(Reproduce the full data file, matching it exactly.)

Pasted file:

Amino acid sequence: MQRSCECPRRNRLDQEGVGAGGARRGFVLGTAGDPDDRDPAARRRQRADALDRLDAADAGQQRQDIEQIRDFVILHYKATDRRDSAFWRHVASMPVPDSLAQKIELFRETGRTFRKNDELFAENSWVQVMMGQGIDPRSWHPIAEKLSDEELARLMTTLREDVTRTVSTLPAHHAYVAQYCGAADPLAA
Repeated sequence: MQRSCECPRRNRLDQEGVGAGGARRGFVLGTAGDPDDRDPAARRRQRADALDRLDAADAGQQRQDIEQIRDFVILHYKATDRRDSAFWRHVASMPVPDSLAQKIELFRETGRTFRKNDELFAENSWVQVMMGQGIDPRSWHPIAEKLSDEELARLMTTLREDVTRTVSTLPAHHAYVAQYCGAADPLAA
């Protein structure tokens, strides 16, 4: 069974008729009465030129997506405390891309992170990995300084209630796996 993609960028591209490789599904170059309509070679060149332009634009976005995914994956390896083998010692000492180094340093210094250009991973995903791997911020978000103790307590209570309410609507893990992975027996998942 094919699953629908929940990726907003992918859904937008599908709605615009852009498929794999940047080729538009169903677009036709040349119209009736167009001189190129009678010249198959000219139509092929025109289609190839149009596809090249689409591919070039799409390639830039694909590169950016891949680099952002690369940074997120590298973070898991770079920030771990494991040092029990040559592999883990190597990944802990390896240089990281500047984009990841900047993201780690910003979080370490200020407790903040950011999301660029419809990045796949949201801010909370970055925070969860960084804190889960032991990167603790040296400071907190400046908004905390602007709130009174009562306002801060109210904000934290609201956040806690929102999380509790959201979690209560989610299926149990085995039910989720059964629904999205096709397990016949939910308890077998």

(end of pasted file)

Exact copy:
Amino acid sequence: MQRSCECPRRNRLDQEGVGAGGARRGFVLGTAGDPDDRDPAARRRQRADALDRLDAADAGQQRQDIEQIRDFVILHYKATDRRDSAFWRHVASMPVPDSLAQKIELFRETGRTFRKNDELFAENSWVQVMMGQGIDPRSWHPIAEKLSDEELARLMTTLREDVTRTVSTLPAHHAYVAQYCGAADPLAA
Repeated sequence: MQRSCECPRRNRLDQEGVGAGGARRGFVLGTAGDPDDRDPAARRRQRADALDRLDAADAGQQRQDIEQIRDFVILHYKATDRRDSAFWRHVASMPVPDSLAQKIELFRETGRTFRKNDELFAENSWVQVMMGQGIDPRSWHPIAEKLSDEELARLMTTLREDVTRTVSTLPAHHAYVAQYCGAADPLAA
């Protein structure tokens, strides 16, 4: 069974008729009465030129997506405390891309992170990995300084209630796996 993609960028591209490789599904170059309509070679060149332009634009976005995914994956390896083998010692000492180094340093210094250009991973995903791997911020978000103790307590209570309410609507893990992975027996998942 094919699953629908929940990726907003992918859904937008599908709605615009852009498929794999940047080729538009169903677009036709040349119209009736167009001189190129009678010249198959000219139509092929025109289609190839149009596809090249689409591919070039799409390639830039694909590169950016891949680099952002690369940074997120590298973070898991770079920030771990494991040092029990040559592999883990190597990944802990390896240089990281500047984009990841900047993201780690910003979080370490200020407790903040950011999301660029419809990045796949949201801010909370970055925070969860960084804190889960032991990167603790040296400071907190400046908004905390602007709130009174009562306002801060109210904000934290609201956040806690929102999380509790959201979690209560989610299926149990085995039910989720059964629904999205096709397990016949939910308890077998």